Sunday, November 20, 2011

Weekend Box Office (11/20/11): Twilight Saga: Breaking Dawn scores 5th-biggest debut, while Happy Feet Two fails and Descendants scores in limited debut.

It is weird that I have so little to offer on a weekend when a film earned the fifth-biggest debut in US history, as well as the tenth-biggest worldwide bow.  But the Twilight Saga: Breaking Dawn part I (essay) had an opening weekend that is so perfectly in line with the franchise, that it is not only unexpected, but leaves us with little doubt in regards to how the film will fare in the long haul.  For the record, Twilight Saga: Breaking Dawn part I (trailer and teaser) opened with $139.5 million this weekend, $30 million of which came purely on Thursday midnight showings.  That's just shy of the $142 million debut of Twilight Saga: New Moon on this same weekend two years ago.  With a 1.93x weekend multiplier film was slightly more front-loaded than the first sequel (they both had $72 million opening Fridays), but less so than the original Twilight.  The original, with its $35 million opening day and $69 million opening weekend, opened with a 1.97x weekend multiplier this weekend three years ago).  The third film, Eclipse, opened on a Wednesday over the Independence Day holiday of 2010, which makes comparisons difficult.  The film played 80% female, 60% over-21, and earned a B+ from Cinemascore.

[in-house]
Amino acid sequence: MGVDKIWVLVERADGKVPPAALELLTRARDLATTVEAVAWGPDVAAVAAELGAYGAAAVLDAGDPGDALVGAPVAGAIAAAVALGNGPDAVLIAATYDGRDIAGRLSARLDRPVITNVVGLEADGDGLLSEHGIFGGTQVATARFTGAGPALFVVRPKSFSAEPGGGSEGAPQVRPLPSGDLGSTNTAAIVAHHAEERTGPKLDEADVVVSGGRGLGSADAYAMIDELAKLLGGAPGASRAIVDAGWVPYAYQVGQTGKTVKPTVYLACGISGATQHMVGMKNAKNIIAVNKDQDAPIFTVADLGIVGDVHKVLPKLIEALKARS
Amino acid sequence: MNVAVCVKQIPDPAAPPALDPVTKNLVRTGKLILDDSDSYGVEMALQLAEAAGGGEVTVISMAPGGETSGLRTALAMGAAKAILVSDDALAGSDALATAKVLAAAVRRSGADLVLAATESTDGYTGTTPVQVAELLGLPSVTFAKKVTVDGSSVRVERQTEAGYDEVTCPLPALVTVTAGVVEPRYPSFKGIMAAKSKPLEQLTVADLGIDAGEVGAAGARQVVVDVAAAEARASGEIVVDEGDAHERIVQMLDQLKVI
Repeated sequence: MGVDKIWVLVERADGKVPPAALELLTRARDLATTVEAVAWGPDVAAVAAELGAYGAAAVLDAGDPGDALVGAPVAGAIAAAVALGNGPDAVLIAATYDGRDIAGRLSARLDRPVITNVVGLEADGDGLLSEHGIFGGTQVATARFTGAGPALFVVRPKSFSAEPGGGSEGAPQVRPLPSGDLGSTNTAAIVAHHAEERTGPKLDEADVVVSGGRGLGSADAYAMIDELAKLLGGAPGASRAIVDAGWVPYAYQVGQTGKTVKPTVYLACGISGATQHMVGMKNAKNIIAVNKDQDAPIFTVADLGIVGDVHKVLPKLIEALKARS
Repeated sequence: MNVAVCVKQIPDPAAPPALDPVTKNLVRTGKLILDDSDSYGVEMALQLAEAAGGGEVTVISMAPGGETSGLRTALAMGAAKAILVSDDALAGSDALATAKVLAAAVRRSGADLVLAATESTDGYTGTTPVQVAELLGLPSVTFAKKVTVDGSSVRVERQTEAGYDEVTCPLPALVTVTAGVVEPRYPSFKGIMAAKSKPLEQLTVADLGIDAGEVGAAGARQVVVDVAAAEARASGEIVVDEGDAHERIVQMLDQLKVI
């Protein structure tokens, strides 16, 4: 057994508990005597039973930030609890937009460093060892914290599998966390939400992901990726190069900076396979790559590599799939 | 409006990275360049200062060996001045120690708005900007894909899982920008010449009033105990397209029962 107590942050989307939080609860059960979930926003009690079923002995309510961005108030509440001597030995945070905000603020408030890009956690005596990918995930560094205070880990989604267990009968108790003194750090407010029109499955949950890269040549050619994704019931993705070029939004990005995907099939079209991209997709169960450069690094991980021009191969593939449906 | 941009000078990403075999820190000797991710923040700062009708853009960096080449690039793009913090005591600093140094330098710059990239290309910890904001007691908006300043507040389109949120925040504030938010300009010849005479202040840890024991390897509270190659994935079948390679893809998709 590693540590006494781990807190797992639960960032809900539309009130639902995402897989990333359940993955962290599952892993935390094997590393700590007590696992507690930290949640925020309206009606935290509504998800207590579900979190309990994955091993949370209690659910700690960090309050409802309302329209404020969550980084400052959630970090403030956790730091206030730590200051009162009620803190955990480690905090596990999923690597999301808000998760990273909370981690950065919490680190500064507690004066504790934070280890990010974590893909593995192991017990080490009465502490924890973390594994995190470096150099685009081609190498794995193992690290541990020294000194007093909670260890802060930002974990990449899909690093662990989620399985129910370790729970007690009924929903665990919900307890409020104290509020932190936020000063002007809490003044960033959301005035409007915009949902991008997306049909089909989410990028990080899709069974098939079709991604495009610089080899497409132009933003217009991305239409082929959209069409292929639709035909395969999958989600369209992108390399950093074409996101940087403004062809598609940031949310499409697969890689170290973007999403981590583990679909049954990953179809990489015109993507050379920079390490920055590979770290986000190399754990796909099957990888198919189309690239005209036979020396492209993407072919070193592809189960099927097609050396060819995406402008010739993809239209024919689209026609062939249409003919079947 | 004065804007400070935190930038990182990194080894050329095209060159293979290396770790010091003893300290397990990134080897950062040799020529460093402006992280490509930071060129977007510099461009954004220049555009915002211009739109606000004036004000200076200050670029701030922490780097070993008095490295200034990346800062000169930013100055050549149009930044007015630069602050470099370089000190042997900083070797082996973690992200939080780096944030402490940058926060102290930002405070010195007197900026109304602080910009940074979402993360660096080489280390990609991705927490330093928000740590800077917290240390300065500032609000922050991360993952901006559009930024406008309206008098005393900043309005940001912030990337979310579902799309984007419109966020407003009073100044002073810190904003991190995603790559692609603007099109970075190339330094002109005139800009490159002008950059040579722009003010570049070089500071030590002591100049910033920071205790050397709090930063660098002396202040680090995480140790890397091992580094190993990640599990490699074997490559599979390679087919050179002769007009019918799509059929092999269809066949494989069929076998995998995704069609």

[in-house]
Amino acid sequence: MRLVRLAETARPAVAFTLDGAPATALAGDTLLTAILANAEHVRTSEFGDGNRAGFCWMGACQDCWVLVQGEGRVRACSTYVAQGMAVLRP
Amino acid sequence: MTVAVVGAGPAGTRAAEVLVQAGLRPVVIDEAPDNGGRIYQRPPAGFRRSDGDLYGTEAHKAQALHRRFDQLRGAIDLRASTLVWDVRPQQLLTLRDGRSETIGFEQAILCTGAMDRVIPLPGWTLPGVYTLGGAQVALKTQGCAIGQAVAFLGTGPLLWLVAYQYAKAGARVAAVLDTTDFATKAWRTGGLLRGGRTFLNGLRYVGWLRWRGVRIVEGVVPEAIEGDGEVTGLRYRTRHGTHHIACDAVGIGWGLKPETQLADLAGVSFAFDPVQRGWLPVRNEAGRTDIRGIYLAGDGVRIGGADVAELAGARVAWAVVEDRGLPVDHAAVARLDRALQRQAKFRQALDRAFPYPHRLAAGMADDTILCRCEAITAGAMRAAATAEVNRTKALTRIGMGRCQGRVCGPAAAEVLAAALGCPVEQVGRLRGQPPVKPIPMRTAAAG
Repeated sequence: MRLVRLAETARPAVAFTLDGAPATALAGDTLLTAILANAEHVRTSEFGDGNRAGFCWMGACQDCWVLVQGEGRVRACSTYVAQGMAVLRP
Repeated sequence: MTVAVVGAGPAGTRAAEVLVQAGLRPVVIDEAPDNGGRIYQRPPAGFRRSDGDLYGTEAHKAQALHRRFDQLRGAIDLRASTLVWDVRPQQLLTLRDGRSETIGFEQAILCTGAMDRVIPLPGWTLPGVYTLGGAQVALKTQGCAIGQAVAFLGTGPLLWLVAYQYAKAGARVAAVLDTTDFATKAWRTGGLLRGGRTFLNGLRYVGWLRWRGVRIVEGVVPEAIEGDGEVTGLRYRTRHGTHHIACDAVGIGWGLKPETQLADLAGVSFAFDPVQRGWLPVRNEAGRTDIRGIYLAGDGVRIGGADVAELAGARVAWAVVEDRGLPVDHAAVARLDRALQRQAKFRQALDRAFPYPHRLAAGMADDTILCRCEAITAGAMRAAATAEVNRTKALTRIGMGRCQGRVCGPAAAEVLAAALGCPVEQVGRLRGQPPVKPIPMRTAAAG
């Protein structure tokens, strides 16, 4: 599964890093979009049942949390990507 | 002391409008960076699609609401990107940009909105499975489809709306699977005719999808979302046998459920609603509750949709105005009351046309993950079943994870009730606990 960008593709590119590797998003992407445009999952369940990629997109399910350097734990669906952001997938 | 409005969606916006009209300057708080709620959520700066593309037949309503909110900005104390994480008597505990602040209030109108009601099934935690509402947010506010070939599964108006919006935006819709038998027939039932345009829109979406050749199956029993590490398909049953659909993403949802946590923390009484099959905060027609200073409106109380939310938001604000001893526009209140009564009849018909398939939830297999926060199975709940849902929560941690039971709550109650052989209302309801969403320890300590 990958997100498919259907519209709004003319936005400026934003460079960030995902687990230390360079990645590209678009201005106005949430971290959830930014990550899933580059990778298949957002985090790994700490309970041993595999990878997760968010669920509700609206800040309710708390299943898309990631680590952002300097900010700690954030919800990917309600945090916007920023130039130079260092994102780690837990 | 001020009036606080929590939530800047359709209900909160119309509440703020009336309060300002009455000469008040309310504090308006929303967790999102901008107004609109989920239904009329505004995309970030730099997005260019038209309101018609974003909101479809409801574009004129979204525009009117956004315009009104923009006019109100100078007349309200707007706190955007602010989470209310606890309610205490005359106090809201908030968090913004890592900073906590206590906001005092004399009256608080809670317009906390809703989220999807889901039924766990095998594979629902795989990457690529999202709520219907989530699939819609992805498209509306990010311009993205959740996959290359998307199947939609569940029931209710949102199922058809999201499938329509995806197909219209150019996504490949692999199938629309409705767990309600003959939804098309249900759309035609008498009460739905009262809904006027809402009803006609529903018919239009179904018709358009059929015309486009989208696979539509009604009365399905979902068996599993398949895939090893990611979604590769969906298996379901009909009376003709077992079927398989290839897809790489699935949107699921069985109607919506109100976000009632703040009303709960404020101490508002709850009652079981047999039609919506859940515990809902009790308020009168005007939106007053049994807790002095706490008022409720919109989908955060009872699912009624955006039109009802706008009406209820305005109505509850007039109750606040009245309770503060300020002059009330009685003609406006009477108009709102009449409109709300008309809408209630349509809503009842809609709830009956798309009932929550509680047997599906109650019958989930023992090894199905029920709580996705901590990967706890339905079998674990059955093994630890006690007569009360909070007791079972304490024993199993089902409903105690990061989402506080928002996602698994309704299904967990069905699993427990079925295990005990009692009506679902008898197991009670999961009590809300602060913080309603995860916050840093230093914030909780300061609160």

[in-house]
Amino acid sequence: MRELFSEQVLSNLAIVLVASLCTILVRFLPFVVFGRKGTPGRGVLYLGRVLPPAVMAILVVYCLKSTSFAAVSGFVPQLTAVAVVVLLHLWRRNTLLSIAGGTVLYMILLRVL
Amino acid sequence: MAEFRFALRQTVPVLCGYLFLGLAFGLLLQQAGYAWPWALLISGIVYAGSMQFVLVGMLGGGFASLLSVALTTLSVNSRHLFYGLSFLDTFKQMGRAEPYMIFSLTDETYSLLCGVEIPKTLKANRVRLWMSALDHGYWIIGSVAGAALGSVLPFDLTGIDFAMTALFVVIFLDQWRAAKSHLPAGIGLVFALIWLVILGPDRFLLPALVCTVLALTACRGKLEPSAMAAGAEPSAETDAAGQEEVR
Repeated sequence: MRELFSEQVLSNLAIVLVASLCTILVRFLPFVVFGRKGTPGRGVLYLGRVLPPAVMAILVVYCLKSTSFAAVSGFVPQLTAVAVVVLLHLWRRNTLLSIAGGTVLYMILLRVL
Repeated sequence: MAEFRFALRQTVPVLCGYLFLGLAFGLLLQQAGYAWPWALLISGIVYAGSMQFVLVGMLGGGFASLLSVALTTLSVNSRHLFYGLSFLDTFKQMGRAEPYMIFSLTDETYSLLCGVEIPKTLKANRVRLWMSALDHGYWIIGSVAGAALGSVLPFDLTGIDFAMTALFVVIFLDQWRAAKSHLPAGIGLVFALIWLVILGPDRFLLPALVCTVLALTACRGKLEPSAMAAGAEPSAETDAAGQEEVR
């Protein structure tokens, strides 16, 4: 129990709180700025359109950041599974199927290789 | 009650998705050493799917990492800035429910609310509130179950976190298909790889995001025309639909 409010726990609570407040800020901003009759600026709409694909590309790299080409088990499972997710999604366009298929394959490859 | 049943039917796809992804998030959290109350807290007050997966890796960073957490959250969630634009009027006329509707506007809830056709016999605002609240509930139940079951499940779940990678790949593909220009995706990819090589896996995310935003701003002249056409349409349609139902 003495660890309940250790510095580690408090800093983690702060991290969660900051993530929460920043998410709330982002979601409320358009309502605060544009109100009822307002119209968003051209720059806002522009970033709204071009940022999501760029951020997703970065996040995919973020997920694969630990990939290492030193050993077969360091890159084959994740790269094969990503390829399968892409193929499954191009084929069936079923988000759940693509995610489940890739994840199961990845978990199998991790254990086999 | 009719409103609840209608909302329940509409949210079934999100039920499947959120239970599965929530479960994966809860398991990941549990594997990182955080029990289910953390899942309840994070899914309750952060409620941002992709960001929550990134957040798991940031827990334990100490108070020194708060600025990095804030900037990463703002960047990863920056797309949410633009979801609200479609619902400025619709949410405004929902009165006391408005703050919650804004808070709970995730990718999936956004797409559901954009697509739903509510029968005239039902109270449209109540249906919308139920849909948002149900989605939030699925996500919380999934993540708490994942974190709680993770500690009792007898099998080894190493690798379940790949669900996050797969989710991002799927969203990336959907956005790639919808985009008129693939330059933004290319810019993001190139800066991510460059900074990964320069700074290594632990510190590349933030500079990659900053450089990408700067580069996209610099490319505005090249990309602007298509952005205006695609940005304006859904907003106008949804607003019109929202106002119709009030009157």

In terms of long-range forecasts, just look to precedent.  New Moon (essay) earned just 2.08x its opening weekend, ending up with $296 million domestic and $709 million worldwide.  Eclipse earned $300 million off a $176 million six-day debut, with a $698 million international total.  So it stands to reason, barring variables, that Twilight Saga: Breaking Dawn part I will earn around $300 million domestic and around $700 million worldwide (it has already earned $284 million globally).  It stands to reason that the series will get a bump, at least over opening weekend, for its fifth and final installment this time next year (Breaking Dawn part II), as Harry Potter and the Deathly Hallows part II noticeably exceeded all of its predecessors save for the original installment even when adjusted for the 3D bump and inflation (it's still second in terms of pure tickets sold).  The key difference is that the finale of Harry Potter was relatively well-received in print form and received rapturous reviews in its film version, neither of which applies to Breaking Dawn (the book or the first of two movies).  Still, the series will end however it ends, financially, and the saga will still go down as a truly important one, a rare franchise that achieved blockbuster grosses without having to spend hundreds of millions to do it, and achieved 2D blockbuster grosses in an IMAX/3D marketplace.